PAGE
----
Please use this identifier to cite or link to this item:
Title: Microfiltration of polydispersed suspension by a membrane screen/hollow-fiber composite module
Authors: Bai, R. 
Leow, H.F.
Keywords: Cross-flow and dead-end filtration
Membrane and hollow-fiber module
Particle deposition
Polydispersed suspension
Issue Date: 20-Nov-2001
Citation: Bai, R., Leow, H.F. (2001-11-20). Microfiltration of polydispersed suspension by a membrane screen/hollow-fiber composite module. Desalination 140 (3) : 277-287. ScholarBank@NUS Repository.
Abstract: Membrane and hollow-fiber technologies have widely been used in pure water production, and are increasingly used in conventional water and wastewater treatment for solid-liquid separation. A major challenge to these applications is to prevent or reduce particle fouling so that the membrane or hollow-fiber modules can be operated at a higher permeation flux and over a longer period of time. In this study, a membrane screen/hollow-fiber composite module has been developed for the microfiltration of polydispersed suspensions. The module combines a cylindrical membrane of larger pores as a screen and a bundle of hollow fibers of smaller pores for polishing treatment. Both cross-flow and deadend filtrations occur in the same module. Experiments were conducted at various concentrations with kaolin particles of size ranging from 0.5 μm to 10 μm. The results showed that the membrane screen effectively removed larger particles from the permeating flow and reduced solid loading to the hollow fibers. As a result, the composite module generated considerably higher permeation flux, as compared to a similar hollow-fiber module without the membrane screen. It was found that larger particle deposition was more significantly affected by the cross flow, and initially deposited particles contributed greater specific resistance to the permeating flow.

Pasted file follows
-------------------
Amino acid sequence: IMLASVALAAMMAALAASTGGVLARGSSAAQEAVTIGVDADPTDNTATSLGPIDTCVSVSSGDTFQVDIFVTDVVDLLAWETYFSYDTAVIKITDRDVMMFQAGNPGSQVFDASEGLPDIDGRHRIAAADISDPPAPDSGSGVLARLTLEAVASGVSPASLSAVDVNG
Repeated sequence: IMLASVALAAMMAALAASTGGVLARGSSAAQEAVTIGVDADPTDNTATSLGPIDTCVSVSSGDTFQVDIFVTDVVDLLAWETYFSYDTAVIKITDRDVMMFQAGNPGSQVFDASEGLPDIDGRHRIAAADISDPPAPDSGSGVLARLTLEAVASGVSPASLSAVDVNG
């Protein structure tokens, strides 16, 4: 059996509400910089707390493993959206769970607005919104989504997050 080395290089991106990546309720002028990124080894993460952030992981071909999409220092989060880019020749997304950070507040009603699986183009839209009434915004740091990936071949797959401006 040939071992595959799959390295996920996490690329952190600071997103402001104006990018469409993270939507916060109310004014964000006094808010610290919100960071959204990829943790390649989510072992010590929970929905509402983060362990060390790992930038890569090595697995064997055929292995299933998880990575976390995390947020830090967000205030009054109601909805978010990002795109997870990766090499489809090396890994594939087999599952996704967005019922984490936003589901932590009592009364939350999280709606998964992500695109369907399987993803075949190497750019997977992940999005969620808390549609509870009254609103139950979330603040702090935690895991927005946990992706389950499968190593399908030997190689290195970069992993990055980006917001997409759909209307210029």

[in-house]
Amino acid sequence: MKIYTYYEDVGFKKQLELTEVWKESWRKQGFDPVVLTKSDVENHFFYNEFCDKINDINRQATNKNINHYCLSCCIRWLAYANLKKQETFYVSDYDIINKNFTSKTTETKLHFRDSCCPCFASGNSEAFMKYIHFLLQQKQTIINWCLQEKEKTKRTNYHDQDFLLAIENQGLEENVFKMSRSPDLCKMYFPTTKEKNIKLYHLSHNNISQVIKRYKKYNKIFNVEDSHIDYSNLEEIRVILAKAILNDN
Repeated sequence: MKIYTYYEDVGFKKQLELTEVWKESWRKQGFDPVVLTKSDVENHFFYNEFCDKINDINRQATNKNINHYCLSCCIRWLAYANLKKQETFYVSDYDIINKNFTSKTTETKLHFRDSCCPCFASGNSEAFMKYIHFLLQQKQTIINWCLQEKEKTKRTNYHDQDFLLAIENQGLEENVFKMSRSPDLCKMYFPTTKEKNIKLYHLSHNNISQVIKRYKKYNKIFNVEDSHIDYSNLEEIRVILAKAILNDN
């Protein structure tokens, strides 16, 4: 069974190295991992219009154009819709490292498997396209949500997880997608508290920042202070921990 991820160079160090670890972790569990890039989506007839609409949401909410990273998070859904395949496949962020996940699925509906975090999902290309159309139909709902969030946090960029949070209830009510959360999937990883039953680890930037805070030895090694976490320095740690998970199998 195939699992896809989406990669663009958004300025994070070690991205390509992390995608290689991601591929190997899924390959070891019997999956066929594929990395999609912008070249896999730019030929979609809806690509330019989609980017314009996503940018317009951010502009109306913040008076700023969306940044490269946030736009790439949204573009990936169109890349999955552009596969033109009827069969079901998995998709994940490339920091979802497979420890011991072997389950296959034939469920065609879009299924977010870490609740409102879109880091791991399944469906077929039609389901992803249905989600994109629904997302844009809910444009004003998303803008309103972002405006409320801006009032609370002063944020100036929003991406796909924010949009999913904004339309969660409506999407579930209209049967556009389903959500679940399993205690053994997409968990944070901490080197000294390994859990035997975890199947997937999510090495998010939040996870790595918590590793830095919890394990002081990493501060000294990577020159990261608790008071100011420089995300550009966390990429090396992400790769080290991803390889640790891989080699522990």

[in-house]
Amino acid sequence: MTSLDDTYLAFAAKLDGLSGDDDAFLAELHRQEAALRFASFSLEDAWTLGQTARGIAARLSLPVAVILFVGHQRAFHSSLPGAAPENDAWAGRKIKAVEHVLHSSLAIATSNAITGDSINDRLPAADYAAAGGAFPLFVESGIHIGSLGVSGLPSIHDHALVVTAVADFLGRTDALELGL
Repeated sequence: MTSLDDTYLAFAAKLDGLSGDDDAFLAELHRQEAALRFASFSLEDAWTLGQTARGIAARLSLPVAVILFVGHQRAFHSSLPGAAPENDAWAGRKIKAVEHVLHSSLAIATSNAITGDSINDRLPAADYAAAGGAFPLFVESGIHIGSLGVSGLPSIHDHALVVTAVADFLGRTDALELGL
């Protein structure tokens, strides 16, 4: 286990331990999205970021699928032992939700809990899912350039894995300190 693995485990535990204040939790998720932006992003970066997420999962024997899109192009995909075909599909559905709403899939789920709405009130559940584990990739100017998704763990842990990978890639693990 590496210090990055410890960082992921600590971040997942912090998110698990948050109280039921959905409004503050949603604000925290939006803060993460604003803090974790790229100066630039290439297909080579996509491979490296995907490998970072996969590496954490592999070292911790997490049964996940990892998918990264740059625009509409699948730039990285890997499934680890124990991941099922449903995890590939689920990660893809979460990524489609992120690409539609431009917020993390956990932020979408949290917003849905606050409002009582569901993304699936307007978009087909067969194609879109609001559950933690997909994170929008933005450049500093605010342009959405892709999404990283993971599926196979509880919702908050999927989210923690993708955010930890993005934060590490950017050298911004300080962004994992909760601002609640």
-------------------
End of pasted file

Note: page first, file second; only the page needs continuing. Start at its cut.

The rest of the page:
Source Title: Desalination
ISSN: 00119164
Appears in Collections:Staff Publications

Show full item record
Files in This Item:
There are no files associated with this item.


checked on Feb 27, 2018


checked on Dec 19, 2018

Page view(s)

checked on May 21, 2019

Google ScholarTM


Items in DSpace are protected by copyright, with all rights reserved, unless otherwise indicated.